30 Free SEO Tools – Are You Using Them?

A great list of free SEO tools from the folks at SEOptimise, if you’re not using most of these you probably should be.

Keyword Research

Site Check

Link Tools




Afraid of Voluntourism?

GREAT article by the Philanthrobuzz blog – are people afraid of volunteering abroad? What are you doing on your website to ease those fears??

by Anis Salvesen

There’s a fabulous recent trend of people becoming really excited about volunteering.  However, there are still some of us who are sitting on the sidelines waiting for the perfect volunteer opportunity to come along before we jump in.

Recently I was baking cookies, and while they were in the oven becoming extra delicious, I decided to do a quick Google search on why people don’t volunteer.   Straight away, I came across a couple interesting links.

One was Top Ten Reasons to NOT Volunteer on Youthnoise.com.  It was a list that I suppose was meant to illustrate the lack of substance of most of our excuses for not volunteering.  Take, for example, reasons eight and nine:   9. I’m waiting for Spaceman Spinkeedoo to return from planet Zumar with the bag of cheese puffs he stole from me.   8. I’m counting the dust specks in the ray of light from my bedroom window.

Now, I have been guilty of coming up with some pretty creative excuses of my own in the past, but the one which I found deterred me the most was a fear of not liking the volunteer experience.  What if I volunteered at a soup kitchen and bumped into someone carrying a couple of pitchers of very hot coffee, and hot black liquid spilled all over that person and me and someone walking by?  What if after colliding with the coffee server I then slipped on the caffeinated liquid and pulled the person who tried to help me stand upright down too?  This sounds rather far-fetched, but I should tell you that I was one of the clumsiest people in college.  I managed to make myself bleed with a gummy worm and hit a tree trunk with the roof of my car without flipping the vehicle over.  Yes, I was that clumsy.

But what about most people?  Did anyone else share my fear of a bad experience?  In conducting my quick Google search, I did notice that at least a couple of sources also mentioned this fear of a bad volunteer experience tarnishing future efforts to volunteer.  It makes sense, but there’s something else I should add.   Actually, I’ll just paint a quick scenario.

Okay.  So say you decide you want to volunteer somewhere.   You know you want to go abroad, and you know you want to work with children.  So you go to http://www.universalgiving.org because you read our blog, and you like our site, and you select “children” as your focus area.  You get 168 results, and you’re really excited because you find a great project with a fantastic organization, and you know it’s fully vetted, or that organization wouldn’t be on our site.  So you get any vaccines you need, and you hop on a plane.  You get there, and then you realize that the two most obnoxious volunteers in the entire world are your new roommates.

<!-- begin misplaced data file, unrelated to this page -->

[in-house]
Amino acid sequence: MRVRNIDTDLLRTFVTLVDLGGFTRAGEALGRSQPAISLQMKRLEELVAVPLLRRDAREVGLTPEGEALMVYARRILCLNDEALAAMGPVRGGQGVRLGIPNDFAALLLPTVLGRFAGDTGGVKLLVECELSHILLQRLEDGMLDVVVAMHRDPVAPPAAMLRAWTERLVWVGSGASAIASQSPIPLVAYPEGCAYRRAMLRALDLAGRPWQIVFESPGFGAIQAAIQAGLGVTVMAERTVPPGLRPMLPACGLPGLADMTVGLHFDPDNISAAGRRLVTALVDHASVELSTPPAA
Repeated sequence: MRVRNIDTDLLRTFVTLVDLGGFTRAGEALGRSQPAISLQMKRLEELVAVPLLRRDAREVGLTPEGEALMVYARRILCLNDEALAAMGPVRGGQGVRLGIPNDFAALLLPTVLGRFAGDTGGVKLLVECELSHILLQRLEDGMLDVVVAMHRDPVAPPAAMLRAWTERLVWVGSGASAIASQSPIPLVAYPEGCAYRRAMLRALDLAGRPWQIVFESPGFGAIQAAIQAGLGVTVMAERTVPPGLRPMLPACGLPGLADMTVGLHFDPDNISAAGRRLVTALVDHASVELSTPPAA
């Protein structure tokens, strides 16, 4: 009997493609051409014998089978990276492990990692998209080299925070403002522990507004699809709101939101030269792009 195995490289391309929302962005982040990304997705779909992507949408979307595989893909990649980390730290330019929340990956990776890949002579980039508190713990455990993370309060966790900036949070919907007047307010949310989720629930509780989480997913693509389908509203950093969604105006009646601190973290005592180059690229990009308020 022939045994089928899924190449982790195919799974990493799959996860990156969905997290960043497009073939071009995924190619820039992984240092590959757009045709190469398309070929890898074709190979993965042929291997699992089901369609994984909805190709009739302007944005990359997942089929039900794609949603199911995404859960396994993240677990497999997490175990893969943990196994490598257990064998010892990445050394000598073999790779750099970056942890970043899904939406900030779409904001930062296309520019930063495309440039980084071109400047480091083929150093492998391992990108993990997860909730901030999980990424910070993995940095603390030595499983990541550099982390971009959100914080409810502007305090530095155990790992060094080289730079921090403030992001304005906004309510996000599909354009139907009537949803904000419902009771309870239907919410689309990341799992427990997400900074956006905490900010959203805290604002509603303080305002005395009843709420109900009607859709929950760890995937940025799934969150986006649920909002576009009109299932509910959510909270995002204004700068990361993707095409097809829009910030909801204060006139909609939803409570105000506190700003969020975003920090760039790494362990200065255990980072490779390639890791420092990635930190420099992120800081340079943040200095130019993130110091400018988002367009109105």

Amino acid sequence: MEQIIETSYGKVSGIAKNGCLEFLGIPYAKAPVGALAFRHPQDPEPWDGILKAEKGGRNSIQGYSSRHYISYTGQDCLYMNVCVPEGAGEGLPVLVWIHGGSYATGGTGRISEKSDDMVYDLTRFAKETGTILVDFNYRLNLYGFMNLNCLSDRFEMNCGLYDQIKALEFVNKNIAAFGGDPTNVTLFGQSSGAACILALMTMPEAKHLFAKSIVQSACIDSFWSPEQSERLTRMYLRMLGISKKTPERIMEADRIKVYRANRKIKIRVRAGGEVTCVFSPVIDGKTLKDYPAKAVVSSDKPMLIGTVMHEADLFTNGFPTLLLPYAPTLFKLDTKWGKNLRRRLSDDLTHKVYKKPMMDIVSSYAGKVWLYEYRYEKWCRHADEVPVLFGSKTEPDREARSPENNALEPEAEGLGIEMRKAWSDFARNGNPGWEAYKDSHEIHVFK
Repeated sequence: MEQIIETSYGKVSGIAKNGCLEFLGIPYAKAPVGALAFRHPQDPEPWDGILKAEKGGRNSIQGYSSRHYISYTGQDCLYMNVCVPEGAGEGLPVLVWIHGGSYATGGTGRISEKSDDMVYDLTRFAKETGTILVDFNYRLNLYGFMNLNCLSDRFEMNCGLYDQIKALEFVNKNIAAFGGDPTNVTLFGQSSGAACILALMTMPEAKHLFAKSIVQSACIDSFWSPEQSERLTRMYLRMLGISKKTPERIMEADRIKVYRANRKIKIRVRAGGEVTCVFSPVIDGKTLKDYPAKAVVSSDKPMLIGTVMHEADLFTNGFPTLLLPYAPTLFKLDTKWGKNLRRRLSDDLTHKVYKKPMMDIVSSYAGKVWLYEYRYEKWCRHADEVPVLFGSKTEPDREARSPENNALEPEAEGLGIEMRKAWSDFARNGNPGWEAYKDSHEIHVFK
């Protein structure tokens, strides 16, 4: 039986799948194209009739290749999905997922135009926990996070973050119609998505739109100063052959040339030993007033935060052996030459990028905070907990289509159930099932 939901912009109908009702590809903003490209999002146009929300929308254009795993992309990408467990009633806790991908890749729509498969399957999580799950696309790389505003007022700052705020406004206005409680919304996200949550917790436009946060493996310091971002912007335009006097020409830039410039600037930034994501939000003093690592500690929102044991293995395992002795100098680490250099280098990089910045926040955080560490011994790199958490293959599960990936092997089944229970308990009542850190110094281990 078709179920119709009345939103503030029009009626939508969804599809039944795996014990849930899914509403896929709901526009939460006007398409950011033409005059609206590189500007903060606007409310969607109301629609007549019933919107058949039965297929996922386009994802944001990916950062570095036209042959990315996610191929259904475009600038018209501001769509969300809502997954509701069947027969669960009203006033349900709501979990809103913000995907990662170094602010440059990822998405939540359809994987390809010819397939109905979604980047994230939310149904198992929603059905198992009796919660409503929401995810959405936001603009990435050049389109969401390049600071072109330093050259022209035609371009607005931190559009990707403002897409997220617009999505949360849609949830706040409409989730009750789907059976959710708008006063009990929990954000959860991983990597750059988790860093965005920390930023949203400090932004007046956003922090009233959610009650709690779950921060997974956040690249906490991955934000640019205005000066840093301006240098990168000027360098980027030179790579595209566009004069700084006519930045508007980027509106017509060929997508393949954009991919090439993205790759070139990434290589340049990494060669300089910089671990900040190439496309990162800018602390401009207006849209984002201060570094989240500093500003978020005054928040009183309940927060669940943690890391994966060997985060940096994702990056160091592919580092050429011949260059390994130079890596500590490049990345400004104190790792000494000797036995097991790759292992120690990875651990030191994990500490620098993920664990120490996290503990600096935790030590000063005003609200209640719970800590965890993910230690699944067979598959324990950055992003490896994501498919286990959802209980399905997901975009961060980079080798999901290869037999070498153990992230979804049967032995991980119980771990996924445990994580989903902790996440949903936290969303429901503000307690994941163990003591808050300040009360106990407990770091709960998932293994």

Is this a perfect volunteer experience?  No.  Does it mean you’re not going to volunteer ever again?   Hopefully the answer is also a “no.”   Those two crazy volunteers may have driven you insane, but at least they make a good story.  They might even be fodder for that book you’ve been thinking of writing.

What I’m getting at is that even if one volunteer experience is far from perfect, that doesn’t mean you shouldn’t try again.  Last time we went camping, my husband and I had no tent, so we “slept” in the car with a puppy that refused to stop barking at the dog in the next camp site.  My husband burned himself making dinner, and in the morning he awoke to realize he had a really bad flu.  Our speedometer stopped working minutes after we got on the road to head home – this was after I awoke the entire campground by stepping on the gas instead of on the brake pedal on our way out.   We took a one hour detour to see a lighthouse that we ended up not actually being able to see because of the thickest fog ever, and then we narrowly missed hitting a cow that decided to wander onto the road.

We’re hoping to go camping again in August.  I hope if you’ve had a bad volunteer experience that you also try again.  Thanks for reading this blog post!

Scholarships and Voluntourism – How Can They Work Effectively?

David Weindling of the Farther Foundation talks about how they select students to support and travel providers to partner with in order to have the best shot at good outcomes.

At Farther Foundation, we provide deserving, low-income high school students opportunities to learn, grow and succeed by participating in educational travel programs. We believe travel is singular in its ability to open the eyes and unbind the aspirations of students whose experiences rarely escape the boundaries of their own neighborhoods. Inspired by experience students become active and engaged learners, full of potential and more fully aware of the world and its opportunities. More and more these days, educational travel incorporates service as a key part of its itinerary.

Farther Foundation scholarship students are currently traveling and volunteering in Vietnam, Ghana, El Salvador, Argentina, Peru, Costa Rica and Hawaii. We do not require applicants for our support to choose a program that includes service learning, but our scholarship selection committee knows that such experiences can be particularly rewarding, inspiring and enlightening.

To ensure that the students we support have the best experience possible we look to work with the best possible partners.

The travel programs and providers we work with have established relationships with organizations that provide service opportunities that are designed and well supervised as appropriate for our high school aged participants. Our travel partners also make it a priority to reach out to underserved, minority and low-income students. They have developed an expertise in successfully integrating individuals of disparate backgrounds into a cohesive group that reaps benefits from its diversity. Travel providers our scholarship recipients are traveling with this year include: The Road Less Traveled, Putney Student Travel, Visions Service Adventures and AFS.